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GLOBAL MARKETS-Europe flattened by snowballing global correction

Published 05/13/2021, 08:04 PM
Updated 05/13/2021, 08:10 PM
© Reuters.
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* Euro STOXX 600 .STOXX down 1.5%
* MSCI world equity index down 0.6%, set for fourth day of
losses
* Shock rise in U.S. CPI stirs fear of Fed tapering
* Treasury yields, rise after jump
* Bitcoin recovers after Tesla puts a hold on acceptance
* World stocks heading for worst week of year
* Metals, crop prices fall after rampant run
* Graphic: Global asset performance http://tmsnrt.rs/2yaDPgn
* Graphic: World FX rates http://tmsnrt.rs/2egbfVh

By Tom Wilson and Marc Jones
LONDON, May 13 (Reuters) - World stocks were spiralling
towards their worst week of the year on Thursday, as a
bigger-than-expected rise in U.S. inflation worried bond markets
and as red-hot metals, crop and cryptocurrency prices all
suffered sudden stops.
For traders the only place to take refuge was the U.S.
dollar.
Asia had taken a post-Wall Street pounding, London's FTSE
.FTSE was down 2% before lunch, bond, commodity and U.S.
futures markets were all deep red and Elon Musk and Tesla were
no longer accepting bitcoin.
.EU .N MET/ While there were plenty of idiosyncrasies, the overarching
worry was rising inflation pressures in the United States might
force the Federal Reserve to start turning off its cheap money
that has been driving markets rapidly higher.
Basic resources and oil and gas sectors .SXPP .SXEP ,
among the recent top gainers on the back of a surge in commodity
prices, fell over 2% as oil prices slumped nearly 2.5% in their
worst day in six weeks. O/R
"Inflation pressures are going to be rising, and they're not
going to be temporary," said Jeremy Gatto, investment manager at
Unigestion. "What does that mean? Effectively that (interest)
rates will be rising."
The MSCI world equity index .MIWD00000PUS , which includes
50 countries, fell 0.6% and was on course for its fourth
straight day of losses and weekly fall of nearly 4%, which would
be its worst since last October.
Wall Street futures were 0.4% down after being blindsided on
Wednesday when data showed U.S. consumer prices jumped by the
most in nearly 12 years in April. It showed booming demand amid
a reopening economy meeting equally powerful supply constraints
both in the U.S. and abroad. The jump, which sparked the S&P 500's worst one-day drop
since February, was largely due to outsized increases in
airfares, used cars and lodging costs, all driven by the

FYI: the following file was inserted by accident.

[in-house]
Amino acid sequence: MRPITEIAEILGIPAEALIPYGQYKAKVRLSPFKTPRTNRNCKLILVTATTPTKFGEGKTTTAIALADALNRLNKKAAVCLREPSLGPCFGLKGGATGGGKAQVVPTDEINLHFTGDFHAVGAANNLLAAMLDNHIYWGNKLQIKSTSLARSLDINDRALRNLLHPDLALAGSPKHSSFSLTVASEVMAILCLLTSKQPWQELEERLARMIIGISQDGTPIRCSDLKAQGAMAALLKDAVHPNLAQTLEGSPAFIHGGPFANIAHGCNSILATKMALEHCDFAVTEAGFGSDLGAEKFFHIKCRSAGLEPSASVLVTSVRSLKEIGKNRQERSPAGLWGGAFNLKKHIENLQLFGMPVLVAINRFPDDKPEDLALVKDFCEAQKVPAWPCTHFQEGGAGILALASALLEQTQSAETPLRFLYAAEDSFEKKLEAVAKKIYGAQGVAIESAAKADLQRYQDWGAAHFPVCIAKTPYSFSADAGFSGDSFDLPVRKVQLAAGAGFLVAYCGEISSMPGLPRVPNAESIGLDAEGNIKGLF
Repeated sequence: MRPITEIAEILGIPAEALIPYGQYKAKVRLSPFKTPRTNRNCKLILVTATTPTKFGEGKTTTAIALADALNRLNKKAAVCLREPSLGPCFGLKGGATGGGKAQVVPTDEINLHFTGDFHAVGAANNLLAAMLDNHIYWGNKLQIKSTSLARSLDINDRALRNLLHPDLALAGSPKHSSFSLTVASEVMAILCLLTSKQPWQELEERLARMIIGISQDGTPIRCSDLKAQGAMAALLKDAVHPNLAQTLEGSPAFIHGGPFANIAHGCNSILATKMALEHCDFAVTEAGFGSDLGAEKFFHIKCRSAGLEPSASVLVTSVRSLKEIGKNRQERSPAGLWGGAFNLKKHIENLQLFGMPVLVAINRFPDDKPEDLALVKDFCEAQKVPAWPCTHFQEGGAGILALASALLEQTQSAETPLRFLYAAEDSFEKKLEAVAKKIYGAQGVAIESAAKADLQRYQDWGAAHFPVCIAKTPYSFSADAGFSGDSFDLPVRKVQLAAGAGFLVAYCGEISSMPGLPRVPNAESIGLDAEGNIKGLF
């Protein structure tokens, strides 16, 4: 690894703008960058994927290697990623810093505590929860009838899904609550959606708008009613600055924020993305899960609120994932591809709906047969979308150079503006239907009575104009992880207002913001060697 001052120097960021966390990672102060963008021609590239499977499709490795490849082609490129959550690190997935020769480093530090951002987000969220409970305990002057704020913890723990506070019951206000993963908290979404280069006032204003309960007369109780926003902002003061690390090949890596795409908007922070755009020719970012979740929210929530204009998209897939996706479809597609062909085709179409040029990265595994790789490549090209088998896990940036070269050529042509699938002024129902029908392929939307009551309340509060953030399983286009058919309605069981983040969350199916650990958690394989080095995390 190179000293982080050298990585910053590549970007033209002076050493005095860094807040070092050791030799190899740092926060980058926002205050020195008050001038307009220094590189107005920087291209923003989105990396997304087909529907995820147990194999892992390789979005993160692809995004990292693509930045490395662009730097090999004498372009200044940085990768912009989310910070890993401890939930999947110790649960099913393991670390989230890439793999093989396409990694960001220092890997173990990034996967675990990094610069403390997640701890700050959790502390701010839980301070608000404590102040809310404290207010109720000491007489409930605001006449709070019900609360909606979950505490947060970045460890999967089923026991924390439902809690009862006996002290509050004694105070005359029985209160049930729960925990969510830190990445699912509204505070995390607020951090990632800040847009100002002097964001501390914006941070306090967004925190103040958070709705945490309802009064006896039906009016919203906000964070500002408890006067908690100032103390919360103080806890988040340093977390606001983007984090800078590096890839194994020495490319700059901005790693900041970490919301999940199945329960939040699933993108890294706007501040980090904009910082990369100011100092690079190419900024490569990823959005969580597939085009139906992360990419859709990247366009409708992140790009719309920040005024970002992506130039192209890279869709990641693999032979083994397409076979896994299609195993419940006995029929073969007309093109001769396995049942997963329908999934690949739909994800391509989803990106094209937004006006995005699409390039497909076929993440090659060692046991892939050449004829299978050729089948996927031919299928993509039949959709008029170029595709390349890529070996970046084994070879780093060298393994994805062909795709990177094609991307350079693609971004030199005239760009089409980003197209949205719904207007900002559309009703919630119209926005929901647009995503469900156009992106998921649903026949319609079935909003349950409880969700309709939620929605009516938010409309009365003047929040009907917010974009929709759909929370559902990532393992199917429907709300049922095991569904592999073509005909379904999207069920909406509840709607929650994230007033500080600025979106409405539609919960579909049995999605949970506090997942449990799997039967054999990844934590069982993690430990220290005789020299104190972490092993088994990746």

pandemic and likely to prove transitory.
Fed officials were quick to play down the impact of one
month's numbers, with vice chair Richard Clarida saying stimulus
would still be needed for "some time" but traders weren't wholly
convinced. Yields on 10-year Treasuries US10YT=TWEB were at 1.68%,
having climbed 7 basis points overnight in the biggest daily
rise in two months. Germany's sub-zero 10-year yield, which is
Europe's benchmark, was its closest to positive territory since
May 2019. GVD/EUR "The big question today is not by how much inflation is
going to spike, but for how long inflation is going to spike,"
said Hugh Gimber, a global market strategist at JPMorgan Asset
Management.
"As to the (global market) slide today, I think really it's
highlighting how uncomfortable investors are in assessing the
new mandates for the Fed. They still don't fully understand when
the Fed would move."

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'BIG BATTLE'
Nasdaq futures NQc1 were flat, losing earlier slim gains,
while S&P 500 futures ESc1 turned slightly negative. .N
As major economies reopen more fully from COVID-19
lockdowns, many investors expect higher levels of inflation to
stoke volatility in equities markets through the year.
"This year is going to be a big battle between the
bullishness of mass reopening/stimulus on one hand and the
inflationary consequences on the other," Deutsche bank analysts
wrote. "Expect regular pockets of vol."
Investors have now priced in a roughly 80% chance of a Fed
rate hike as early as December next year, though it has provided
a shot in the arm for the dollar which is under pressure from
rapidly expanding U.S. budget and trade deficits.
Against a basket of major peers, the dollar crawled up to
90.759 =USD and away from Wednesday's 10-week trough of
89.979. L1N2N00E0
For the cryptonites, there was a chink of light as bitcoin
BTC=BTSP steadied at $50,830 after a 13% drop when Elon Musk
had said Tesla TSLA.O would stop accepting it as payment
because of the amount of fossil fuels that go into bitcoin
'mining' Bitcoin is created when high-powered computers compete
against other machines to solve complex mathematical puzzles. At
current rates the process is estimated to devour about the same
amount of energy annually as the Netherlands did in 2019.
Ether ETH=BTSP , the world's second-largest cryptocurrency,
couldn't match bitcoin though, dropping 2.3% to $3,735. Metals
and crops were also wilting. Copper dropped 1.6% having hit a
record high earlier in the week while corn, wheat, sugar dropped
between 1%-2%. MET/L

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Asia stock markets https://tmsnrt.rs/2zpUAr4
Asia-Pacific valuations https://tmsnrt.rs/2Dr2BQA
U.S. core inflation https://tmsnrt.rs/2RNcYWC
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